Friday, May 21, 2021

Steeped in Big Apple small-group jazz, mid-career pianist makes bandleader debut

Ray Gallon brings well-honed  preparation to his debut.

With a resume including alliance with a wide range of jazz instrumentalists and singers, Ray Gallon has arrived at a signature style at the piano that prizes melodic invention and absorption of tradition in service to originality.

The works for piano trio on "Make Your Move" (Cellar Live) not only offer showcases of his elegantly surefooted articulation and skill at subordinating improvisation to composition, but also emphasize arrangements that ensure prominence of bass and drums. His compatible colleagues are David Wong, bass, and Kenny Washington, drums — like Gallon, both native New Yorkers.

Gallon's originals often have pre-existing songs in mind, and their conceptual freshness makes the new pieces occupy parallel terrain to what inspired them. The mainstream style sets some performances in the context of small-group swing, such as the disc opener, "Kitty Paws." The Gallon piece called "That's the Question" immediately suggested its potential adaptation as a jazz "vocalese," perhaps for a group like Duchess. (Once I read the accompanying press release, it turns out a solo vocal version with lyrics has already been done.)

Gallon's role model in jazz piano is explicitly Hank Jones, with one of the disc's originals ("Hank's a Lot") being a tribute to the esteemed maestro. The medium-tempo swing evokes Jones well enough, and Gallon's touch is also reminiscent of the Jones manner.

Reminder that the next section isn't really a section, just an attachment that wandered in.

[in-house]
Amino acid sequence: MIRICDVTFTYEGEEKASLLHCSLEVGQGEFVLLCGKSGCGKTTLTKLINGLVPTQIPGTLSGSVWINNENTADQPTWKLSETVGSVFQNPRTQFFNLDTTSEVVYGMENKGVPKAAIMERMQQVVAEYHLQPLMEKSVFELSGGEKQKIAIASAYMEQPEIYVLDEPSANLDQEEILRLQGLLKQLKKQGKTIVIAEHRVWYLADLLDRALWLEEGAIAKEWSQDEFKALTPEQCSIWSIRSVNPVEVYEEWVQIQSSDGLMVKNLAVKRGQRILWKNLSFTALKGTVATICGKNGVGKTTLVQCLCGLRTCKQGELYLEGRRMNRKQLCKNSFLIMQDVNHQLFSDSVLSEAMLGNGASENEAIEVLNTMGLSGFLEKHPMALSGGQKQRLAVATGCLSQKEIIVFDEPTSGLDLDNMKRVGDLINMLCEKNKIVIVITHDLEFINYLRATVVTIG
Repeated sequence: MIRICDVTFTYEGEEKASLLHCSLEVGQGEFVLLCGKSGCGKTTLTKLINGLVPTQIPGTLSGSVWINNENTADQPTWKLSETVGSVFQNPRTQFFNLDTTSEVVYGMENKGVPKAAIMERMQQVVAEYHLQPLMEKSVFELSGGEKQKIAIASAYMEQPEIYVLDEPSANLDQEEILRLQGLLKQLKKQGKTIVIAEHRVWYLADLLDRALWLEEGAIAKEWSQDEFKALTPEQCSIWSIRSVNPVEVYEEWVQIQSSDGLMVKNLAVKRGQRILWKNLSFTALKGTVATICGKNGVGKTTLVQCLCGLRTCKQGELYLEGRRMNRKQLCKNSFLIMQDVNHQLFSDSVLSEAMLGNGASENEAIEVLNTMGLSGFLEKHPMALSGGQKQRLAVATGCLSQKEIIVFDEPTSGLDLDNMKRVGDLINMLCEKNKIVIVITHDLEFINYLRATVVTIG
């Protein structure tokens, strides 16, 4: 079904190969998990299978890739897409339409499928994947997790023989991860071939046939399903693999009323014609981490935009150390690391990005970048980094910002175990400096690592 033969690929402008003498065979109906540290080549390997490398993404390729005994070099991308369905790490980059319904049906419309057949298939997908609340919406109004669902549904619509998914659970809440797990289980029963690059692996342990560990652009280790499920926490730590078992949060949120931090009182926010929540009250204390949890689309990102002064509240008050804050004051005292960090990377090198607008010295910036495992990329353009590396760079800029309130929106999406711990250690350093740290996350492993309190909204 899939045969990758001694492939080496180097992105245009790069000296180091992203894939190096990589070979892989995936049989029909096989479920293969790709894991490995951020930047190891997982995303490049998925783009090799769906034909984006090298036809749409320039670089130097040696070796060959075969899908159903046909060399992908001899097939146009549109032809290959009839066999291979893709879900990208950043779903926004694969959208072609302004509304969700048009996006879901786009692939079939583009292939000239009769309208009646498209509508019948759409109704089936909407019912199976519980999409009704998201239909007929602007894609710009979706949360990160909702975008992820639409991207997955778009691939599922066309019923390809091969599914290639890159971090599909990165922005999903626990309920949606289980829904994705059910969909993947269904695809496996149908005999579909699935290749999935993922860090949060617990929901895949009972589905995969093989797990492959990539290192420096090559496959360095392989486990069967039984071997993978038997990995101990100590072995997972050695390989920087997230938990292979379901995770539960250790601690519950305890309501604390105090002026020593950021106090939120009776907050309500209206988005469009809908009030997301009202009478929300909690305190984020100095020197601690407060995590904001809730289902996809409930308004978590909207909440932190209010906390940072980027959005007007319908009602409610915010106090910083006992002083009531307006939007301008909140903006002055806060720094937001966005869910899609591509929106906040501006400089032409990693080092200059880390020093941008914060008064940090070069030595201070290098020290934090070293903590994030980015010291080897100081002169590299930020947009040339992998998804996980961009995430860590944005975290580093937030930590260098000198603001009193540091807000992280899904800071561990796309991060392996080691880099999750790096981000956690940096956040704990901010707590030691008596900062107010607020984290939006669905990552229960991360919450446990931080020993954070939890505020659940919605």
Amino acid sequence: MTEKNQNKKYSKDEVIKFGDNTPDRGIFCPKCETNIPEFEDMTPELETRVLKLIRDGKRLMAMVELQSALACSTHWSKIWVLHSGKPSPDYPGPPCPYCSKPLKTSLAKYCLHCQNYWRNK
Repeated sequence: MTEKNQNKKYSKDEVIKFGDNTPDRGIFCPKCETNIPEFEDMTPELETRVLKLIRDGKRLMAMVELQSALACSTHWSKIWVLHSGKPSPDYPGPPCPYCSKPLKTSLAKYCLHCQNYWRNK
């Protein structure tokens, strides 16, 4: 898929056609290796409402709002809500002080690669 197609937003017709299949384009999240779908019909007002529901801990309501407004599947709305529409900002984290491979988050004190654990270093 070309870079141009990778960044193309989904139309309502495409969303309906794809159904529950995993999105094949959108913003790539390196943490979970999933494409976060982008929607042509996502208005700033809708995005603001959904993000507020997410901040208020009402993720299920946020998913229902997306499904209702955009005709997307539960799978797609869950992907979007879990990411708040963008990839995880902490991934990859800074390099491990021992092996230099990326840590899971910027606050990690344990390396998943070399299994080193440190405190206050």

But there are also hints of Thelonious Monk's eccentricity and innovative rhythmic breadth. Like Monk, Gallon draws deep from the Great American Songbook while also taking into account a quest for formal novelty. "Out of Whack" is such an instance here, and I also hear the Monk influence in the disc's title track, where conventional phrasing is subjected to harmonic surprises. In exchanges with the drums near the end, there are near-quotes of Monk's "Misterioso." More explicit bebop inspiration is elsewhere to  be heard in these fetching performances.

The pianist's melodic emphasis is seconded by bassist Wong, who takes a most tuneful solo in the slow blues "Craw Daddy." Wong is typically capable at getting straight to the point and delivering a tidy solo, as he does in "Hank's a Lot." And Washington consistently lives up to Gallon's praise of the drummer in displaying a "remarkable arrangement-oriented concept, his ability to bring every detail to light."

The disc's two standards depart somewhat from convention while respecting the originals: Jerome Kern's "Yesterdays" settles into a hard-driving groove, powered by Washington. The return to the theme is particularly deft, and the other standard — Victor Young's "I Don't Stand a Ghost of a Chance" — also displays the trio's internal rapport in the way it gradually gathers force after Gallon's ruminative,  unaccompanied introduction. 


 



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